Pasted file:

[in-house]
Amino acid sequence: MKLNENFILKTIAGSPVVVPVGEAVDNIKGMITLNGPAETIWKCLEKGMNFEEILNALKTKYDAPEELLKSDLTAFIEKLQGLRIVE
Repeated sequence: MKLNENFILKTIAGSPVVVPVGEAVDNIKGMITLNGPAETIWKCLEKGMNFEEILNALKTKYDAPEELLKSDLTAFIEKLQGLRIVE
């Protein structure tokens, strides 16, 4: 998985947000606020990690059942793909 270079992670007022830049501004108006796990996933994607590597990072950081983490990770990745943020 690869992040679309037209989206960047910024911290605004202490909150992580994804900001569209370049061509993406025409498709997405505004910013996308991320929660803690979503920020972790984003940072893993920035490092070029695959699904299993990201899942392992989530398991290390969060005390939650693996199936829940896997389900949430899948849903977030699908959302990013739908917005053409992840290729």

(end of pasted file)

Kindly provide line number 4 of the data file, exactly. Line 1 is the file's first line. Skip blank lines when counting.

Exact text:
């Protein structure tokens, strides 16, 4: 998985947000606020990690059942793909 270079992670007022830049501004108006796990996933994607590597990072950081983490990770990745943020 690869992040679309037209989206960047910024911290605004202490909150992580994804900001569209370049061509993406025409498709997405505004910013996308991320929660803690979503920020972790984003940072893993920035490092070029695959699904299993990201899942392992989530398991290390969060005390939650693996199936829940896997389900949430899948849903977030699908959302990013739908917005053409992840290729």